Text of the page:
The first high level US-China meeting kicks off later this week in Anchorage, Alaska. Participants at a webinar in Delhi shared some ideas as to what direction the meeting could take, given that it is being held just after the first summit of Quad heads of government.
Former foreign secretary and National Security Advisor Shivshankar Menon said “I think the Chinese are going to say the normal things that it is an ‘Asian Nato.’ But if they sat down seriously and thought about it, they would realise that it would serve everyone’s interests that it is for the common public good. That is up to the Chinese, whether they choose to be rational or sensible or whether they choose to be wolf warriors.”
Asked how he viewed the role of the Quad going forward Menon added. “I think one must realise that the Quad is not a closed shop, it’s open, it’s willing to work with others and it’s a key provider of global public goods. The Quad’s main role is a free and open Indian-Pacific but it is doing things on economy, health and climate change which is in everyone’s interests. I think it shouldn’t tie itself down and it should also work with everybody else who is willing to work with it.”
While the Quad’s role may indeed be benevolent, other participants were quick to point out that concerns over China had played a strong part in bringing the US and India closer together, a concern that dated back to the late 1990s. However, there remained irritants. Differing perceptions, traditional policy stances and the lack of understanding and dialogue has ensured that there remained a “communication gap.”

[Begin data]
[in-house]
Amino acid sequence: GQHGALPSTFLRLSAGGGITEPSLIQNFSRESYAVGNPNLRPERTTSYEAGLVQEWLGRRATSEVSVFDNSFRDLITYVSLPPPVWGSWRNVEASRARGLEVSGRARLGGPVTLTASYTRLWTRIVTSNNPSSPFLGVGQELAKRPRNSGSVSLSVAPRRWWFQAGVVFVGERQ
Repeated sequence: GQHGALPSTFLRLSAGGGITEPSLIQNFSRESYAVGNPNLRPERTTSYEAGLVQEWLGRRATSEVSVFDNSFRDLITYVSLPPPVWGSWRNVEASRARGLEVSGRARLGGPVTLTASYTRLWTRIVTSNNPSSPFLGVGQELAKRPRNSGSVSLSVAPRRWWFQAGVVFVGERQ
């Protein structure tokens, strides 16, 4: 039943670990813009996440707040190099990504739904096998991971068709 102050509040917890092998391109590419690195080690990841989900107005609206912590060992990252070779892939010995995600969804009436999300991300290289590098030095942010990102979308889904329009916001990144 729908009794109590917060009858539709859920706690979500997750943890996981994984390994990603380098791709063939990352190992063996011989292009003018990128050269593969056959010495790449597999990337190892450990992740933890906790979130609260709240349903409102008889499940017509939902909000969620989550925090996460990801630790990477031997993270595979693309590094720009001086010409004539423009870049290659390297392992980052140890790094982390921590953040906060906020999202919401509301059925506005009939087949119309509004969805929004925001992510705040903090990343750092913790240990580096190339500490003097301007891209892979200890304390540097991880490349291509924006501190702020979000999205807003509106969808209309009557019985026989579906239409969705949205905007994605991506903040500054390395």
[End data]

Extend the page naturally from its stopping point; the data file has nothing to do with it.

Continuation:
Alyssa Ayres, South Asia scholar at the Council on Foreign Relations pointed to an underlying problem, “The US traditionally views its partners through alliances and India though a ‘close partner’ was not seen as an ally from the US perspective. This led to communication gaps because unlike other older alliances such as Europe there were no standing and formalised mechanisms for dialogue between the US and India.”
Ayres added that this changed relatively recently with the nuclear deal where both countries had to look at their domestic laws. But this change only got formalised in 2010 when a standing mechanism for dialogue was established. “The credit for this must go to Hillary Clinton when she was Secretary of State in 2010. This was when we saw a ramping up of dialogue in 40 different areas which ranged from security to science and technology, cyber security and even space. That was truly when India and the US first began to understand each other’s concerns and that a formalised window for dialogue was put in place.”
This understanding had also increased during the Trump administration, but the communication gap remains. While participants claim common concerns on China has prompted the rise in security and defence co-operation, other irritants namely on the trade and economic front have persisted.
Former ambassador to the US Navtej Sarna says, “While we increased co-operation in the defence sector, issues like trade became a sticking point especially during the Trump administration. Given the primacy that Trump gave to trade this brought up what were less essential issues to the spotlight – the tariffs on Harley Davidsons being one of them. These became a sticking point which had serious consequences such as the removal of GSP. If we are not careful more such less important issues can come up to affect the relationship going forward.”